Sarah is Head of the Department of Economics at the University of Bristol. Her research interests concern the empirical analysis of public policy, including pro-social behaviour, retirement and pensions. Her past work encompasses retirement and the employment of older workers and the link between pension incentives and retirement, as well as saving and asset-holding and charitable giving and volunteering.
PhD Economics, University College London, 2007
MSc Economics, London School of Economics and Political Science, 1994
BA (First Class Honours) Philosophy, Politics and Economics, University of Oxford, 1992
October 5th is the deadline for big companies to report their gender pay gaps. In 2019 – before the pandemic disrupted data collection – women were paid 16% less per hour than men on average. The gap in average annual earnings was even larger, at 37%, since women are much more likely to work part-time.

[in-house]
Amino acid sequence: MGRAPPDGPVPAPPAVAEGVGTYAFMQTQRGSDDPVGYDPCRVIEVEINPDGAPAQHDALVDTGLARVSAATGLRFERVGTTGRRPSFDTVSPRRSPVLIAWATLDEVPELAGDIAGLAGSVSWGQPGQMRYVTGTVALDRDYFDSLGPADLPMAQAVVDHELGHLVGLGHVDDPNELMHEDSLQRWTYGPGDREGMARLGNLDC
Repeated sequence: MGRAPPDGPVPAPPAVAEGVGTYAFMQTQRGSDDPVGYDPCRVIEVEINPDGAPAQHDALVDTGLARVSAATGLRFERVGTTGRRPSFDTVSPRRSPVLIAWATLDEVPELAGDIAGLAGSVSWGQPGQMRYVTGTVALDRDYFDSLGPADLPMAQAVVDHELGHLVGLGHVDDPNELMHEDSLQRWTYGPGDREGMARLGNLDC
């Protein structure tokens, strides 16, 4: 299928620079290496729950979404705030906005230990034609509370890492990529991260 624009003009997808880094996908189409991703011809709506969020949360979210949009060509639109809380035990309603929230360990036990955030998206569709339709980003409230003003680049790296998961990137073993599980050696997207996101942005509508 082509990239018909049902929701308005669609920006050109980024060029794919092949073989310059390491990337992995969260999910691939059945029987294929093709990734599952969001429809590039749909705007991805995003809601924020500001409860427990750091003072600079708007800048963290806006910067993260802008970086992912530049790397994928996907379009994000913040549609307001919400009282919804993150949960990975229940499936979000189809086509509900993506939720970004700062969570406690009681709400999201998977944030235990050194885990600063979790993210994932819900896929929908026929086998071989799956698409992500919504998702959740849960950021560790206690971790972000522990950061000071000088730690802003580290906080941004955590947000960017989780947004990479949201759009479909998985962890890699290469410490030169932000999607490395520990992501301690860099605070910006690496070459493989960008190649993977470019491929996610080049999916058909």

Fundraising interventions may lift donations and/or shift their composition and timing, making it important to study their effect across charity space and time. We find that major fundraising appeals lift total donations, but surprisingly shift donations to other charities across time.
Cyclical fluctuations - which affect both asset and labour markets - can have an ambiguous effect on retirement. In this article, first published online on 5 April 2015, the authors explore this issue empirically using data from the British Household Panel Survey, exploiting small area geographic identifiers to match local house prices, earnings and unemployment to respondents.
9 March 2015 at 09:00<p>20 Moorgate London ECR 6DA</p>
A conference to consider the link between household wealth and both long-run and short-run policy questions. Jointly organised by the Institute for Fiscal Studies and Public Economics UK, with funding from the Nuffield Foundation, the Bank of England and the ESRC.